So, why do stars explode?

Well, to answer that question, it is prudent to first ask and answer the question:

What is the source of their light energy?

Once thought to have been divine light shining through an array of pinpricks on a dark shroud, the stars are now known to be mammoth gaseous spheres: all of them made self luminous by nuclear fusion reactions in their cores.

These fusion reactions convert light elements into heavier elements. During this conversion, some of the initial matter is converted directly into energy. It is this energy which powers stars.

The Sun, for instance, is currently fusing hydrogen into helium deep in its core. These fusion reactions generate enormous amounts of energy. (Each second, the Sun fuses 647 million tons of hydrogen into 643 million tons of helium. The remaining 4 million tons is turned into pure energy.)

Throughout most of their lives, stars remain in more or less a stable condition because the energy within their cores counteracts the gravitational contraction of their outer layers. When these two antagonistic forces are balanced, a star is said to be in a state of Hydrostatic Equilibirum. When a star exhausts its core reserves of hydrogen, this balance is disrupted.

A shell forms around the core in which fusion reactions continue, while the core itself contracts gravitationally. The heat energy generated by this core contraction, combined with that imparted into the core by the outer fusion shell, raises the core temperature high enough (100 million degrees) to initiate the next fusion reaction: helium into carbon.

During each transition – from the depletion of an element reserve to the commencement of a new core fusion process- the star alternately expands and contacts since the hydrostatic equilibirum is thrown off balance.

Stars as massive as the Sun will not be able to fuse carbon into heavier elements after its core helium is exhausted. They don’t have enough matter, and therefore cannot generate the pressures required to produce temperatures necessary for carbon fusion. In order to fuse carbon and even heavier elements, a highly massive star is needed. Only within the cores of these giant stars will there be temperatures heavy element fusion requires. The most massive stars will be able to fuse elements as heavy as iron. (That is a 3 billion degree temperature requirement, folks.)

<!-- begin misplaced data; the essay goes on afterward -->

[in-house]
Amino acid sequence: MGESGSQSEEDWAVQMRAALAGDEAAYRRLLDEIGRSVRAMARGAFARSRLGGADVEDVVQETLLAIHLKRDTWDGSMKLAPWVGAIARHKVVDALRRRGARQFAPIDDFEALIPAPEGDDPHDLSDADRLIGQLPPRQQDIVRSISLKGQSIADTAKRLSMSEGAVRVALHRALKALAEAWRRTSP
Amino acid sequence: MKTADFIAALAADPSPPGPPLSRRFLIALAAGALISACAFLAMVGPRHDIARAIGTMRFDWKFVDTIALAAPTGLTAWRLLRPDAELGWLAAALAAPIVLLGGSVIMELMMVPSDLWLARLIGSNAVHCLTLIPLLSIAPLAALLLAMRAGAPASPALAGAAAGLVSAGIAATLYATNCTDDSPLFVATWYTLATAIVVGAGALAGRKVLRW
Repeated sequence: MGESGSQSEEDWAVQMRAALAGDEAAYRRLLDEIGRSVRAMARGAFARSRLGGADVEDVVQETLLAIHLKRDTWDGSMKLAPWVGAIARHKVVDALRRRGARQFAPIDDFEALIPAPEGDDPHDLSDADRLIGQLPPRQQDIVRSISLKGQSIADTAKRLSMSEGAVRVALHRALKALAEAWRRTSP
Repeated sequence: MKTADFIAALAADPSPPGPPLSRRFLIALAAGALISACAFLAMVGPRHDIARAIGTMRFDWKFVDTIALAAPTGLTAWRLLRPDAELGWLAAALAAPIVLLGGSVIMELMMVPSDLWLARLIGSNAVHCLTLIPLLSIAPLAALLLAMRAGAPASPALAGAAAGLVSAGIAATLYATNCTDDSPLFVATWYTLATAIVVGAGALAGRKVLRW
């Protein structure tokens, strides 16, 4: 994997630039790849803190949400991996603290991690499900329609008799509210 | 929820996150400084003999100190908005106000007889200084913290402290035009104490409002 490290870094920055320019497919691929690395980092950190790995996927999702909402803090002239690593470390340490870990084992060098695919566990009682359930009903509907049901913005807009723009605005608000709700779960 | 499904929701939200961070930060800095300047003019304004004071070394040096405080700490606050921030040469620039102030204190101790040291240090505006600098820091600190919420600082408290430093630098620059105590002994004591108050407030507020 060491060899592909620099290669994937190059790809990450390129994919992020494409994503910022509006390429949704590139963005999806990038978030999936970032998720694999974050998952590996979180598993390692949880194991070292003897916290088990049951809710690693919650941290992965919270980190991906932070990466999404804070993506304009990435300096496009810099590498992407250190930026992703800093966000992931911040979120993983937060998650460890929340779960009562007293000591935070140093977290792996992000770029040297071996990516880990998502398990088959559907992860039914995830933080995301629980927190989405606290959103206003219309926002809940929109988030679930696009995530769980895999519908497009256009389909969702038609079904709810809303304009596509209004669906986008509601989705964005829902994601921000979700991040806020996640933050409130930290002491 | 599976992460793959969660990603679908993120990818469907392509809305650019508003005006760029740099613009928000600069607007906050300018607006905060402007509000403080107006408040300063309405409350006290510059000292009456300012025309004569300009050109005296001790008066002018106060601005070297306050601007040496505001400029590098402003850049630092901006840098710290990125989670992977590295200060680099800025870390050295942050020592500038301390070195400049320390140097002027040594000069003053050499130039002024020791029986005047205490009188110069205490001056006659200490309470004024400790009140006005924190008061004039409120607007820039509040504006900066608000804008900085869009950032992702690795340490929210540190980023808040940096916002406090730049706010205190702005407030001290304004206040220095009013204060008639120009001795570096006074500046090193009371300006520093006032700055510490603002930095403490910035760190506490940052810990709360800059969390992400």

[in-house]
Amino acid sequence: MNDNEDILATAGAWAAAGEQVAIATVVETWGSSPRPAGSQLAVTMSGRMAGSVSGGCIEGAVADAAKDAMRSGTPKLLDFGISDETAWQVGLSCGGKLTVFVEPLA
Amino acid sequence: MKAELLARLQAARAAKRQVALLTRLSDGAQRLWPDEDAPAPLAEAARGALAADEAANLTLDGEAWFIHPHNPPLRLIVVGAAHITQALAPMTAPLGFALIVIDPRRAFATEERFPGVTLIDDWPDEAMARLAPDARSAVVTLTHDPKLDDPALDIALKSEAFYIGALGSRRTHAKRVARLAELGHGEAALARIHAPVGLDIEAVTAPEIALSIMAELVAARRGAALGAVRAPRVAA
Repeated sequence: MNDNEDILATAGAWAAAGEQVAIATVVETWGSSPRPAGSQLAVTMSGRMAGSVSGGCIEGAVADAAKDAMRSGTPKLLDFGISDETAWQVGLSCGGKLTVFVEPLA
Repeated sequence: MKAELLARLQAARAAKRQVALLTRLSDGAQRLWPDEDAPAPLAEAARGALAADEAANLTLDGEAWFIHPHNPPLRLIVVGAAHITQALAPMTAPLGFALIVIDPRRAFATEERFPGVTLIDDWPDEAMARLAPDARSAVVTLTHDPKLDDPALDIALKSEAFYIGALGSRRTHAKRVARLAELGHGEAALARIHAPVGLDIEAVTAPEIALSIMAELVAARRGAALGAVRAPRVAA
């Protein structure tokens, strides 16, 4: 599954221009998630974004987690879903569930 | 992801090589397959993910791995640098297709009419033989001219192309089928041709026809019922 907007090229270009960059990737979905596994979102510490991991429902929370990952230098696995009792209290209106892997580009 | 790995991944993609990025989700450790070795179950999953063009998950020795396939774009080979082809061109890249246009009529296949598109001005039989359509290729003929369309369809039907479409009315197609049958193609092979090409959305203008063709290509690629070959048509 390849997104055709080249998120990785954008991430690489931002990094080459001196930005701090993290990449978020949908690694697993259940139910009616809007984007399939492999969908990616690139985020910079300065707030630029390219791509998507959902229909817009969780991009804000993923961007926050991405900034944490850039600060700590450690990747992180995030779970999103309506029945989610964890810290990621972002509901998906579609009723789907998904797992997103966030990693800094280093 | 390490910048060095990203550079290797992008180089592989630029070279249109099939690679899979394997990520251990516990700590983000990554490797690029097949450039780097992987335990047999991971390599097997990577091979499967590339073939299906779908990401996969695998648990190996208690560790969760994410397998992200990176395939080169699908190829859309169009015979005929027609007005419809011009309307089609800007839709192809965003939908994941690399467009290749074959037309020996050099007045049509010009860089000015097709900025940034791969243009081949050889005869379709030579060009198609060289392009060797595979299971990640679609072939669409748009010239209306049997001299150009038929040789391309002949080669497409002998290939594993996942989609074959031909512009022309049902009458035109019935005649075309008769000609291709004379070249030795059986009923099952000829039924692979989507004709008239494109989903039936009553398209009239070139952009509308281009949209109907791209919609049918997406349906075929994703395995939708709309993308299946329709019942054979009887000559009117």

However, iron in the core spells disaster for any star, no matter how massive. Iron fusion is an endothermic process, which means that the star would have to invest more energy to ignite and sustain the fusion than it would receive from it.

The balance between gravity pushing in and energy pushing out is disrupted catastrophically … The outer layers collapse rapidly … The energy of this gravitational collapse is converted into kinetic energy and the star explodes as a SUPERNOVA.

A supernova explosion causes the star to become as bright as a galaxy for a brief amount of time. The high energy release expels the remnants through space at high velocities. Also, some energy is expended to create all the elements heavier than iron.

(For instance, Gold, that precious metal that has caused so much turmoil and ecstasy in human history, is the product of an ancient supernova.)

Six billion years ago (or thereabouts) such a massive star exploded, sending remnants through space. Some of this debris became incorporated into a cold interstellar cloud of gas and dust. This impact enriched the cloud material with heavy elements and caused it to collapse. The collapse eventually formed the Sun and the planets that revolve about it.

All of our chemistry, biology, complex electronics, horticulture, and every facet of our everyday life exists as the interaction of complicated matter forged and dispersed by an ancient dying star.

So, we owe our existence in part to one of the most titanic explosions astrophysics has discovered: We are all stardust in some form …


Please enter your comment!
Please enter your name here